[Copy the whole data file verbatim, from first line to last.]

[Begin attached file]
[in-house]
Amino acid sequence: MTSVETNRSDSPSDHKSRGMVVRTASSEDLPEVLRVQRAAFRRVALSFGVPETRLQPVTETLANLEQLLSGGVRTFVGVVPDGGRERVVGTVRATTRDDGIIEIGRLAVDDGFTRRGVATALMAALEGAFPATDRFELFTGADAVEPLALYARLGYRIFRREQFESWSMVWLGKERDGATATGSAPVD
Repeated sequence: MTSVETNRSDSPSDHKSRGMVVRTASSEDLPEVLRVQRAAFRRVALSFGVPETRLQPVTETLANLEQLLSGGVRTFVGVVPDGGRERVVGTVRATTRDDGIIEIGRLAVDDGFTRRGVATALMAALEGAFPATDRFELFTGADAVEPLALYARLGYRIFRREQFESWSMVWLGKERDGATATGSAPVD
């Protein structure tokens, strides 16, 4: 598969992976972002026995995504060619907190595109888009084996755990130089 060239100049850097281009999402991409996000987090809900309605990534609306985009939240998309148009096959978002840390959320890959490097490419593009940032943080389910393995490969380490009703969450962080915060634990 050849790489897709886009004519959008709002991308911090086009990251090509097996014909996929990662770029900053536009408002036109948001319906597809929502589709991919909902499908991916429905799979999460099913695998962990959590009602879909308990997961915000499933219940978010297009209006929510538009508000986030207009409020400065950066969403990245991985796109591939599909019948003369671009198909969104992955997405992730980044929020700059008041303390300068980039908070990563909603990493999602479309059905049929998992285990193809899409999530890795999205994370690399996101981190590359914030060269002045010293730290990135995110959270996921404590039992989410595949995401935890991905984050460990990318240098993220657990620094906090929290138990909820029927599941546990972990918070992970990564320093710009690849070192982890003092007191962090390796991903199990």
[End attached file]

[in-house]
Amino acid sequence: MTSVETNRSDSPSDHKSRGMVVRTASSEDLPEVLRVQRAAFRRVALSFGVPETRLQPVTETLANLEQLLSGGVRTFVGVVPDGGRERVVGTVRATTRDDGIIEIGRLAVDDGFTRRGVATALMAALEGAFPATDRFELFTGADAVEPLALYARLGYRIFRREQFESWSMVWLGKERDGATATGSAPVD
Repeated sequence: MTSVETNRSDSPSDHKSRGMVVRTASSEDLPEVLRVQRAAFRRVALSFGVPETRLQPVTETLANLEQLLSGGVRTFVGVVPDGGRERVVGTVRATTRDDGIIEIGRLAVDDGFTRRGVATALMAALEGAFPATDRFELFTGADAVEPLALYARLGYRIFRREQFESWSMVWLGKERDGATATGSAPVD
């Protein structure tokens, strides 16, 4: 598969992976972002026995995504060619907190595109888009084996755990130089 060239100049850097281009999402991409996000987090809900309605990534609306985009939240998309148009096959978002840390959320890959490097490419593009940032943080389910393995490969380490009703969450962080915060634990 050849790489897709886009004519959008709002991308911090086009990251090509097996014909996929990662770029900053536009408002036109948001319906597809929502589709991919909902499908991916429905799979999460099913695998962990959590009602879909308990997961915000499933219940978010297009209006929510538009508000986030207009409020400065950066969403990245991985796109591939599909019948003369671009198909969104992955997405992730980044929020700059008041303390300068980039908070990563909603990493999602479309059905049929998992285990193809899409999530890795999205994370690399996101981190590359914030060269002045010293730290990135995110959270996921404590039992989410595949995401935890991905984050460990990318240098993220657990620094906090929290138990909820029927599941546990972990918070992970990564320093710009690849070192982890003092007191962090390796991903199990």